It was bright and sunny now, and warm, so there was not much bird activity. We heard the occasional Blackcap, Chiffchaff and Willow Warbler singing in the trees. We thought we could hear a Grasshopper Warbler reeling in the distance, but it was very hard to hear over the wind rustling the leaves on the trees. We made our way along a path towards it and eventually got to spot where we could hear its distinctive song. But the path ran out and it was presumably keeping low down out of the wind, so we couldn’t get near enough to even try to see it.

There were several Swifts hawking low over the open Fen, trying to find insects out of the wind. A Hobby made a quick pass up and down over the edge of the trees. When we got out of the trees and onto the marshes beyond, we could see a could of Marsh Harriers quartering. Then we turned to head back, with a Stock Dove on the wires the most notable bird on the way.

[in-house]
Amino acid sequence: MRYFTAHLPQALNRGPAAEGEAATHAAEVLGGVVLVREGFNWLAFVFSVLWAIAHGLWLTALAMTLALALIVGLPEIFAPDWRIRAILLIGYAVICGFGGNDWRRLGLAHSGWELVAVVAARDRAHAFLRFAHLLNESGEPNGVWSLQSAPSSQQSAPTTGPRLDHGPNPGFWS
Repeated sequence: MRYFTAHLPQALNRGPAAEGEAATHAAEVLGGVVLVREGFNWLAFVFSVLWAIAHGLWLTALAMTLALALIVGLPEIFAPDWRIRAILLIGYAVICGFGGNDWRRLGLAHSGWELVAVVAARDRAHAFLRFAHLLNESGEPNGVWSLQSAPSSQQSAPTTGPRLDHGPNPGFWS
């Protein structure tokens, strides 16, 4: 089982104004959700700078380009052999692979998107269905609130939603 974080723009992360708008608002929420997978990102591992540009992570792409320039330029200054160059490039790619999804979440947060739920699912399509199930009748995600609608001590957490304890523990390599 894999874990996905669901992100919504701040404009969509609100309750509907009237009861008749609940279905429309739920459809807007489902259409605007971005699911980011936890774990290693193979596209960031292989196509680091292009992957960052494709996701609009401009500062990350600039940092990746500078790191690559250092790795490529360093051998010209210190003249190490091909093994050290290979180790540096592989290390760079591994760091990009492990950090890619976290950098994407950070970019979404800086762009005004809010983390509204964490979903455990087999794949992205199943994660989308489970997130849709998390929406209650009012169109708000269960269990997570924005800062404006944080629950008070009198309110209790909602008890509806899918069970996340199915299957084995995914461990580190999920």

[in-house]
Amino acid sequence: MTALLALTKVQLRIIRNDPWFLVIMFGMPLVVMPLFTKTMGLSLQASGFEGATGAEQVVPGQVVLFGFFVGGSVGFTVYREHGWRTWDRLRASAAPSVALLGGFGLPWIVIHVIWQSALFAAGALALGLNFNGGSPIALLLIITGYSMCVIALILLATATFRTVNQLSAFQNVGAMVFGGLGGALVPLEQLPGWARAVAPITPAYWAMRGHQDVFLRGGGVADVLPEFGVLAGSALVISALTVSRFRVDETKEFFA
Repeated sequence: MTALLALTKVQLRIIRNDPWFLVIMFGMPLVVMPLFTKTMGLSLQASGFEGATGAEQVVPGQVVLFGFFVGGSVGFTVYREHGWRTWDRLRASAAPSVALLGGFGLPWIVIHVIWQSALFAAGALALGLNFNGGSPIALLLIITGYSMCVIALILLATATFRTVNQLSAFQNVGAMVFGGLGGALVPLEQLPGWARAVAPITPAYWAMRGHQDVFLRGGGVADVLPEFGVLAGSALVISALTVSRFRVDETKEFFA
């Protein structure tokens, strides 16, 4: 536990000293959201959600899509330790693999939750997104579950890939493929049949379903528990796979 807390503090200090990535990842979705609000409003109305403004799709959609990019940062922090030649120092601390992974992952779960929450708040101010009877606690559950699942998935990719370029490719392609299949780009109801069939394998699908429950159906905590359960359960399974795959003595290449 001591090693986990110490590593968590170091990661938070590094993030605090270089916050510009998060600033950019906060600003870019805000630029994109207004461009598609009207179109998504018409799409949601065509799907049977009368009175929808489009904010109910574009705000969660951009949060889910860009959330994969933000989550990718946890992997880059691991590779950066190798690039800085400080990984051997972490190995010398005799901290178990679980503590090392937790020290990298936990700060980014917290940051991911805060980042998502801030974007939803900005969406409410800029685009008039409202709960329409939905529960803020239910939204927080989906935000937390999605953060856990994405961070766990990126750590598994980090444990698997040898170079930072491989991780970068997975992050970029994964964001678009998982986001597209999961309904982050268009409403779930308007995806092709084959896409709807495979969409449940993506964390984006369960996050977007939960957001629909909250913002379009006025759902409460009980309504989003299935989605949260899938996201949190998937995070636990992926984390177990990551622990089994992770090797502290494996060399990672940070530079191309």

Much of the Fen was rather quiet today, as far as dragonflies were concerned, perhaps because of the wind. We did see a few more Norfolk Hawkers on our travels. However, the highlight was a single Brown Hawker on the walk back along a sheltered path between lines of trees, its golden brown wings glowing in the afternoon sun.

We finished off the day with a quick visit to How Hill on our way back. We were hoping to get better photos of Swallowtails here, but the highlight was probably a Hobby which was hawking over the trees and marshes by the river, passing right over our heads at one point.

HobbyHobby – great views of this one hunting at How Hill this afternoon

There were just a few butterflies on the brambles here at first, several Small Tortoiseshells and a single Large Skipper, which was a new one for the day. A pair of Banded Demoiselles perched in the nettles added to our damselfly list. We had almost got to the end of the path when we spotted two Swallowtails. It was rather windy here and they were very mobile, but eventually came and gave us great close views.

Swallowtail 2Swallowtail – we saw two more at How Hill this afternoon

It was a fitting way to end a day in the Broads with this iconic Broadland species, so we made our way back to the car.

 

8th Sept 2016 – Early Autumn Birding, Day 2